Buck had fatal attraction for strawberry rice bran
With a hunter named Zack Buckner, you’d expect nothing less than a quality deer, right?
Well, after watching a heavy-horned buck on camera for about two years, the 39-year-old lived up to his last name when he downed a magnificent Claiborne Parish 13-pointer Sunday morning with a green score in the upper 160s.
“This buck has been running with the same bachelor group of bucks for the past couple of years and this year, but his characteristics drastically changed compared with the other bucks in his group,” said Buckner, who works as superintendent for Peterson Contractors in Homer. “While the others I had on camera put on body size, this buck seemed to have taken all the nutrients to his antlers. I mean his antlers really took off and he had developed into something to behold.”
Buckner is an avid bowhunter, but decided not to hunt this deer with his bow because he could never get a favorable wind, and didn’t want to do anything to arouse suspicion in the big buck.
“I figured the only way I was going to get him would be during the rut when he might let his guard down chasing a doe,” Buckner said. “However, the buck became attracted to a particular type of rice bran I was putting out…strawberry-flavored rice bran. While all the earlier photos from my trail cameras were made at night, I started getting some daylight photos of him with his head down in the rice bran.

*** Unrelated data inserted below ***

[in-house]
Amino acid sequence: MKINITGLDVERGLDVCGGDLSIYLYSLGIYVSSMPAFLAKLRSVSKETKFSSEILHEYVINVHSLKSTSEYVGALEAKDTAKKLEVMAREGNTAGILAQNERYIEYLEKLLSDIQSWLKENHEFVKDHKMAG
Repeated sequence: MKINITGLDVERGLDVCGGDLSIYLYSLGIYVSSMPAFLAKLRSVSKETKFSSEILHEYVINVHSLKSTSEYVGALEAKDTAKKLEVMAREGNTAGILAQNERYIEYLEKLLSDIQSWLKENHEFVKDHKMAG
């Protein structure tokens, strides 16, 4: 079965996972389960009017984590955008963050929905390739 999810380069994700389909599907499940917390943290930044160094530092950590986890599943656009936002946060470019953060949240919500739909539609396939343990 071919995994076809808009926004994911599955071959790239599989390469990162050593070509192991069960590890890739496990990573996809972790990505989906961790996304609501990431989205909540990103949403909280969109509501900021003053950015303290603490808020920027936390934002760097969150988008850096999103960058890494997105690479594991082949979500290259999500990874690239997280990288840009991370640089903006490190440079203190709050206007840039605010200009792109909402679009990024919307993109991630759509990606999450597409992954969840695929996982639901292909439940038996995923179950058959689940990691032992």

“He’d run all the other deer off and he’d just about eat the whole pile.”
On the unseasonably cold morning of Oct. 29, Buckner decided to give his box stand a try, which was positioned within 100 yards of the pile of strawberry-laced rice bran he had set out.
“I got settled into my stand before daylight and as it was starting to get light, I could make out the image of a deer on the rice bran pile. Although there was not enough light to identify the deer, I kept my eye on it until it started to get light,” he said. “I was finally able to make out one side of the rack and thought maybe this was my deer. When the deer raised his head so I could get a good look, I knew for sure it was the big buck I’d been after.
“I got a case of buck fever because I was looking at the buck I never thought I’d get to see before the rut kicks in later. Taking a few deep breaths to settle myself down, I got the crosshairs on my Browning A-Bolt .308 on the shoulder and squeezed the trigger. The buck dropped right there.”
Walking down to the fallen buck, Buckner still wasn’t sure he’d shot the right deer — but the closer he got, the more he was convinced he’d actually shot the stud he was after.
As he suspected, Buckner noted the body size wasn’t tremendous: The buck weighed 185 pounds. However, what he found on the deer’s head nullified any disappointment when he found himself standing over a buck sporting a 10-point mainframe with three kickers. The inside spread was 21 inches, with main beams measuring 25 inches each carrying mass throughout the rack.
The big buck, estimated to be 4 ½ years old, green scored an impressive 164 4/8 inches.
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